LITTLE ROCK, Ark. (CN) – A federal judge on Thursday blocked the death sentence of 40-year-old Jason McGehee, who was to be executed by lethal injection along with seven other condemned Arkansas inmates later this month.
U.S. District Judge D. Price Marshall Jr. said in his ruling that McGehee is entitled to more time after the Arkansas Parole Board recommended that Gov. Asa Hutchinson grant his request for clemency. A 30-day comment period began Wednesday and will not run out until after the state’s supply of midazolam expires at the end of April.
McGehee was one of eight Arkansas death-row inmates set to be put to death in pairs in the span of just 10 days between April 17 and 27.
Six in the group filed two federal lawsuits last week seeking to block their executions, but the judge’s ruling Thursday stops only McGehee’s execution. The group argued in part that the hurried execution schedule did not allow the state enough time to comply with its own laws and regulations over the clemency process.
While Judge Marshall said Thursday the state’s work was “beyond imperfect,” he found that the other five inmates’ clemency hearings “were not a sham,” according to an Associated Press report.
Lawyers for the five unsuccessful inmates told the Associated Press they would appeal.
The state parole board had recommended that that the governor reject four clemency requests. McGehee’s is the only request found to have merit.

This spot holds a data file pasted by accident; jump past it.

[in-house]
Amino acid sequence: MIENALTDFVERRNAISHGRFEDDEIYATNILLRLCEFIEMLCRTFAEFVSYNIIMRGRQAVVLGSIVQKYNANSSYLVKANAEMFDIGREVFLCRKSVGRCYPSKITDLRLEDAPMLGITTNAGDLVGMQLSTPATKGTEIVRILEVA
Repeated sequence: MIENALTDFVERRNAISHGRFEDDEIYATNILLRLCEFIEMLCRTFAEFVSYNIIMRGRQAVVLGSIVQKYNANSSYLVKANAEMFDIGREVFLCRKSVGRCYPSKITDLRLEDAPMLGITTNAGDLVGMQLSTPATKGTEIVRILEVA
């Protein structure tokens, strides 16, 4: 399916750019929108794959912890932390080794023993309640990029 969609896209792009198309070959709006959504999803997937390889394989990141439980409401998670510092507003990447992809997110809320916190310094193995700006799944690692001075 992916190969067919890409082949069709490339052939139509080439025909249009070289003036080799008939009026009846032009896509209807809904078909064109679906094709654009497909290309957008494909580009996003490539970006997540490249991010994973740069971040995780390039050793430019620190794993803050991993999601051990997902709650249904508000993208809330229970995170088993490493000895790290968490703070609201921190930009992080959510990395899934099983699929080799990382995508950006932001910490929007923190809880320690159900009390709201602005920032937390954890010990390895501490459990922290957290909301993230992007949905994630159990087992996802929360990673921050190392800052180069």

Another clemency request by condemned killer Jack Jones is scheduled to be heard Friday. Two other inmates did not file for clemency.
McGehee has been on death row for the brutal murder and kidnapping of a 15-year-old boy in 1996 that he committed with two others when he was 20 years old.
Judd Deere, a spokesman for Attorney General Leslie Rutledge, said in a statement that the attorney general’s office will respond to “any and all challenges that might occur between now and the executions as the prisoners continue to use all available means to delay their lawful sentences.”
“The victims’ families have waited far too long to see justice for their loved ones, and today’s decision from Judge Marshall allows all but one of the scheduled executions to move forward,” Deere said.
The Arkansas Supreme Court on Thursday also denied requests to stay the executions of Stacey Eugene Johnson and Ledell Lee.
The other Arkansas inmates scheduled for execution are Bruce Ward, Don Davis, Marcel Williams and Kenneth Williams.